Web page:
NLCS Game 2: 5 Things the Phillies Need To Do To Get a Win

Dan Morales@Philly_DiehardContributor IOctober 17, 2010

NLCS Game 2: Five Things the Phillies Need To Do To Get a Win

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    As Game 1 comes and goes, so does the Giants' magic number of winning this series, and that stands at 3. The team that has one Game 1 of the LCS has won the past three straight seasons, and 15 out of the last 17 series.

    As a Phillies fan, that is definitely a concerning statistic. However, it's definitely possible with as good as the ball club is.

    We have to fix and change some things up in my opinion for Game 2, and that includes quite a change in the lineup, which is where we will start the '5 things the Phillies need to do to get a win in Game 2'. 

Flip-Flop Jimmy Rollins and Carlos Ruiz in the Lineup

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    Jimmy Rollins offense hasn't been up to speed since 2008. I don't know if it's the injuries, this time his hamstring, if it's just him having the lack of at bats at the end of the season and he's still trying to find his timing, or what it is.

    But it's clear that he's not getting it going offensively, and it doesn't look like it's going to any time soon. He seems completely off balance on his swings, he's swinging at bad balls out of the strike zone, he's letting strikes right down the middle get called and swinging over them as well. He clearly isn't producing the way you want your No. 6 hitter to produce.

    Right now, Rollins is 1-14 in the postseason, that just isn't cutting it. My thought process, however, is to have Carlos Ruiz and Jimmy Rollins flip-flop in the lineup. This way, you have a player that gets on base at a .400+ clip, batting in front of Raul, and you also put Rollins the 8th hole, which could be nice to have the speed at the end of the lineup.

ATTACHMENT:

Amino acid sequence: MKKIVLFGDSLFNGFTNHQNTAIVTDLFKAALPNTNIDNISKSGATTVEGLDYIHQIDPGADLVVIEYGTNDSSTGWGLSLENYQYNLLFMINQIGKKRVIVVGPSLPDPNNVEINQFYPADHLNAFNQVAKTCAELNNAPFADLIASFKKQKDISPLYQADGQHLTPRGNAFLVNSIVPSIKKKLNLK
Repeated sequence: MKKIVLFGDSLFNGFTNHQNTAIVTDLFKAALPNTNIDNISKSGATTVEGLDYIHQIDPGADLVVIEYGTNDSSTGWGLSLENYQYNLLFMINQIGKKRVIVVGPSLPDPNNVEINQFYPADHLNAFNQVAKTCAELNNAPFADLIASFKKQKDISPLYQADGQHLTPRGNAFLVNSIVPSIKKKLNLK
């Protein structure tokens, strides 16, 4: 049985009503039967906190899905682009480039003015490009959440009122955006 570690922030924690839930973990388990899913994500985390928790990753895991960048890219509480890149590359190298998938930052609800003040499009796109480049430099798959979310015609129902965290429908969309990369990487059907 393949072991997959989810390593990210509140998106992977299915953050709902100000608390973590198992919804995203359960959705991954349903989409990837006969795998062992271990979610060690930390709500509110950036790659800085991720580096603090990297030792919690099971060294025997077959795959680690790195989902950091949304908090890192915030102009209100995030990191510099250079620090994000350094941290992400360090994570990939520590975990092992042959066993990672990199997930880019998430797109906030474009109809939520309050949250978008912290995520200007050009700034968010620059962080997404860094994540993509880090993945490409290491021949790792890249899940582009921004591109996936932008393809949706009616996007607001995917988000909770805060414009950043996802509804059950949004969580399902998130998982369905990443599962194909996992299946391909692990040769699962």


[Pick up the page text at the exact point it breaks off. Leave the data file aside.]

You need to get runners on base, and while Ruiz is, Rollins isn't. There isn't any time to play the waiting game, you have to make a change, and I think this is the change that you have to make, especially in tomorrow's game against Jonathan Sanchez. 

Playing Small Ball

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    When you're facing a tough pitcher like Jonathan Sanchez, playing small ball is a must. Even before playing the game, you know he will most likely not surrender many runs, so you're going to have to produce them in ways that doesn't involve hitting the long ball (of course, you can do that as well, but you can't be waiting around for that to happen).

    The Phillies had a lot of opportunities with runners in scoring position in the earlier innings in Game 1 to jump out to a nice early lead, but failed at bringing them home and capitalizing on those opportunities.

    Tomorrow, the Phillies can't fail on those opportunities, because there wont be many of them. They need to sacrifice, whether that's bunting or hitting a fly ball, hitting the ball the opposite way, running the bases efficiently. It has to happen though, and it has to happen and start tomorrow.